A provocative account of recent evangelical Christian engagement with conservative politics
This book provides a fresh, lively, iconoclastic history of evangelical Christians' involvement with American politics. Examining key evangelical political figures -- from Jerry Falwell and Pat Robertson to Billy Graham and Chuck Colson to Tony Campolo and Jim Wallis -- D. G. Hart argues that American evangelicalism, from the right as much as the left, is (and always has been) a bad fit with classic political conservatism and its insistence on the limited role of government.
Whenever evangelicals have pushed for government solutions to moral or social problems or for crusading military and foreign policy ventures abroad, Hart argues, their religious and moral idealism has trumped the sober realism of classic conservatism and a careful understanding of the virtues of the American political system. Further, Hart predicts that, with such a tenuous relationship to the core principles of conservatism, evangelicals on the right are unlikely to remain politically conservative unless they finally accept -- really
accept -- the limited uses of politics to effect lasting social change.
Readers of From Billy Graham to Sarah Palin
are sure to find Hart's voice timely and compelling.
Read more from the author of this book on EerdWord
— Vice President, Ethics and Public Policy Center
"Modern evangelicalism, because of its many parts and persuasions, has been said to resemble a mosaic or even a kaleidoscope. In this timely book D. G. Hart gives a thorough overview of this mosaic, looking closely at contemporary evangelicals' political engagement in recent history. While much of evangelicalism has been seen as politically conservative, Hart makes an intriguing case that it has been so in an insufficient fashion. Evangelicals need to become more Augustinian in their theology, he argues, and begin attending as much to the Federalist Papers as they do to the Scriptures.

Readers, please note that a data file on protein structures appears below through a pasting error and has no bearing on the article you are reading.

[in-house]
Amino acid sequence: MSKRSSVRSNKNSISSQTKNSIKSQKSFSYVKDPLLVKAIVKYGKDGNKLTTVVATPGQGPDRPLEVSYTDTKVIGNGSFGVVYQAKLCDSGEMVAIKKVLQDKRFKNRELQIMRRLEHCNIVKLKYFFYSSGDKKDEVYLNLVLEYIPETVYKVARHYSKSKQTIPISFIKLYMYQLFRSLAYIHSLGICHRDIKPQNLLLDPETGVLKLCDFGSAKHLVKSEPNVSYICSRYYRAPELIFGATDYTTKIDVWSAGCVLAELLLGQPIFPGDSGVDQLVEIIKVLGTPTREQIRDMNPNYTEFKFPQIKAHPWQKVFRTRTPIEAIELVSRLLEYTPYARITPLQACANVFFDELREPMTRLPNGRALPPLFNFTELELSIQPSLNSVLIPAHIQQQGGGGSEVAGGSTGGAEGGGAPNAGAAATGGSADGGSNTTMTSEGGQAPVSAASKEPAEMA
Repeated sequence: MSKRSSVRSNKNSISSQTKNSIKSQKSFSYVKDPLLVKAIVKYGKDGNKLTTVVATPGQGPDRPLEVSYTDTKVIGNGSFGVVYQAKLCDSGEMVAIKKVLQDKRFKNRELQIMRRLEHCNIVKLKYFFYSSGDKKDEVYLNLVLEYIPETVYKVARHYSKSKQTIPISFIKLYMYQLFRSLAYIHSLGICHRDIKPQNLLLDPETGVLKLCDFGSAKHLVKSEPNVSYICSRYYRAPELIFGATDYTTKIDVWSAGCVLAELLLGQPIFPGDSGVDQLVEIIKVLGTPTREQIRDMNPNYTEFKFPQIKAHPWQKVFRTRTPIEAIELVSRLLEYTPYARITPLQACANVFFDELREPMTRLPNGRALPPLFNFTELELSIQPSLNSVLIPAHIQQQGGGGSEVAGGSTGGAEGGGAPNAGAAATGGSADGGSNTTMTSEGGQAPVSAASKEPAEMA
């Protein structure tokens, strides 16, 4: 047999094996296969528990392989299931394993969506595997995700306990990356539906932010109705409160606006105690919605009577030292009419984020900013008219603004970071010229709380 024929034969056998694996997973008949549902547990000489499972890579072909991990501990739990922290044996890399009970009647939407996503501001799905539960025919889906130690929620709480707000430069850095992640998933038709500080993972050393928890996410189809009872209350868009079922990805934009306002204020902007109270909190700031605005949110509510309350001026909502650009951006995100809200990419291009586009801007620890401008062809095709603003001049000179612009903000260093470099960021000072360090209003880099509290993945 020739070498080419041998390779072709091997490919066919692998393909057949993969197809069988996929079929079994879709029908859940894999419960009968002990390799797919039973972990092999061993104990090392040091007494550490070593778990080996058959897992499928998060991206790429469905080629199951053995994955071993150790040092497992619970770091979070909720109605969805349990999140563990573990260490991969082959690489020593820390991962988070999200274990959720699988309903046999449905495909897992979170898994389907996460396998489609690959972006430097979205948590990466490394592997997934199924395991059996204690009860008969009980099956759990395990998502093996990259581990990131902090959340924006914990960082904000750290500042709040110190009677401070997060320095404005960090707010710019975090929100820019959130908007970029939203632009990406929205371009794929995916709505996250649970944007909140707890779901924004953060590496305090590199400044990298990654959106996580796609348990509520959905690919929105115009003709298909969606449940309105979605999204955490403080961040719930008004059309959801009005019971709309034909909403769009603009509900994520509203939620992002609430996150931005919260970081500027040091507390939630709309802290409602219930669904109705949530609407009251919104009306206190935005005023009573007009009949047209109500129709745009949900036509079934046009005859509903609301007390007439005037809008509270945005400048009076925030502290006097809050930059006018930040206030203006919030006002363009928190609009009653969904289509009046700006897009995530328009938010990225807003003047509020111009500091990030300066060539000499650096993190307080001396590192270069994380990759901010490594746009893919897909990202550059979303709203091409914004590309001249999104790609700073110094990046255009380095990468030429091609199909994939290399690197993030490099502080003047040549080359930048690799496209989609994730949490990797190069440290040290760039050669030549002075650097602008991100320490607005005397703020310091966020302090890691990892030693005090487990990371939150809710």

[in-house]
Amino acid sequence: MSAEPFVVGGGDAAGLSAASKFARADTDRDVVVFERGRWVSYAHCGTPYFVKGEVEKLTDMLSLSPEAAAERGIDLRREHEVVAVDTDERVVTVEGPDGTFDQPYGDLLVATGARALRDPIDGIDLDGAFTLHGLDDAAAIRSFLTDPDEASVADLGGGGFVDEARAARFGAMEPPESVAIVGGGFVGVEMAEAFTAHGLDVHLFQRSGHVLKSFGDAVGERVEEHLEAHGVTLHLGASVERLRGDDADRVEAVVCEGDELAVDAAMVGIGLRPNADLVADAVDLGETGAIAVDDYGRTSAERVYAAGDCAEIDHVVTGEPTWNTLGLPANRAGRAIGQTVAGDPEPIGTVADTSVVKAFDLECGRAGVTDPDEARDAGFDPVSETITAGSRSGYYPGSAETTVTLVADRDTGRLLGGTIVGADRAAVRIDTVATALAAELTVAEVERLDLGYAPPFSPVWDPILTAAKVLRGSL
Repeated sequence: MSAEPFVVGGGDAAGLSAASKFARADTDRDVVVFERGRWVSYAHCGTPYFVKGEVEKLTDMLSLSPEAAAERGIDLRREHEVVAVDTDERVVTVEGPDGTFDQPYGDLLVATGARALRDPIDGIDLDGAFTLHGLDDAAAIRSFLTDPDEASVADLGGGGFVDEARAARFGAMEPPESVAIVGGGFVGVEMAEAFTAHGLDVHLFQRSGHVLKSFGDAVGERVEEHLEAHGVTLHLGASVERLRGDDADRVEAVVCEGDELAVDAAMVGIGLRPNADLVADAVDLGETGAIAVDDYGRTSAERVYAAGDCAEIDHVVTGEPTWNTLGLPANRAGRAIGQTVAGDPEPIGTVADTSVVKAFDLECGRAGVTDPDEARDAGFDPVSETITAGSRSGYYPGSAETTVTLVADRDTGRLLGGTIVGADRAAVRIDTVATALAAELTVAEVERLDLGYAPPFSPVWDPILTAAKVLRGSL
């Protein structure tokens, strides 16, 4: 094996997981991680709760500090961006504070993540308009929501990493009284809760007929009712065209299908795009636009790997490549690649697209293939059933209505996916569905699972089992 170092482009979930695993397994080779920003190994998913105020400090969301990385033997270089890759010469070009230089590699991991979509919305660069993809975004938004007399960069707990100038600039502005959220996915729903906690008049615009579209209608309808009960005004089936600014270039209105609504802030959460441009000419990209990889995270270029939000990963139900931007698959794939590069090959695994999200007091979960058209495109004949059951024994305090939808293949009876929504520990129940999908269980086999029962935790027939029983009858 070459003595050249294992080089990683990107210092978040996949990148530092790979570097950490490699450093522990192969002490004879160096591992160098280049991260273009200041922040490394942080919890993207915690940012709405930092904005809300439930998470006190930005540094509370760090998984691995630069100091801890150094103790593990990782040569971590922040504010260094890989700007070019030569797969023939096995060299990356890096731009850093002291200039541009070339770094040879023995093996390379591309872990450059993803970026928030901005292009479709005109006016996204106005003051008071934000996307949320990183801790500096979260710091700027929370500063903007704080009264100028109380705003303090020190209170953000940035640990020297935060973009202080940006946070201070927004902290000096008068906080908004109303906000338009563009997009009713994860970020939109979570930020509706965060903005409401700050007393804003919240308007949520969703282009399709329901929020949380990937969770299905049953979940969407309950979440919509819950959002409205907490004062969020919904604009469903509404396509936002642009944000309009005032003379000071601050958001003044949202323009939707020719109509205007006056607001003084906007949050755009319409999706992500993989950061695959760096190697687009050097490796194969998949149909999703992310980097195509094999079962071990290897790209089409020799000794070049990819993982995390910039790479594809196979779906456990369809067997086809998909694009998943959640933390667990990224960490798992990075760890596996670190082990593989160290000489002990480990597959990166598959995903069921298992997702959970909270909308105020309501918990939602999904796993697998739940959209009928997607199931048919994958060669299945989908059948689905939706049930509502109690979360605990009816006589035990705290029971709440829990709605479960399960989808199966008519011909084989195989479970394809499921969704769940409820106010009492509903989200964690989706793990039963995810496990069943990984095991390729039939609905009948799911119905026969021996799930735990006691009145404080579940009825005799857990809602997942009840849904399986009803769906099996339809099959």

This book offers an important challenge to evangelical leaders, pastors, and activists alike: focus on the 'permanent things,' remember your pilgrim citizenship, and never forget that the ultimate purposes of history are not determined by politics. This is not to diminish appropriate political concerns but to only put them in proper perspective. Buy a copy of this book for your pastor and also give one to your favorite Christian political activist. By doing so you will raise the level of theological, and political, conversation in the church."
"Maximally enlightening political-religious argumentation."
"This book is a valuable contribution to the ongoing historiographical conversation regarding conservative politics in the United States and will certainly prompt an interested and lively discussion on this issue."
Journal of Church and State
"This is a book that deserves to be noticed and to be deeply pondered by every type of American evangelical Christian — especially those who engage politics and the public square."
The University Bookman
"Hart has done an excellent job of exploring the intellectual and political history. Furthermore, and more important, he has written the kind of book which forces the reader to grapple with his thesis and to be left more thoughtful in the process."
"Erudite and well-researched, Hart's style is approachable and often witty. . . . General readers will be taken aback to learn that evangelical Protestantism isn't always — and perhaps is only rarely — conservative in nature."
Voice of Reason
"A very provocative and interesting book."
The American Conservative
"Darryl Hart's new book on the role of evangelical and the conservative movement offers a critical missing piece in understanding the ongoing role of evangelical Christian in American politics."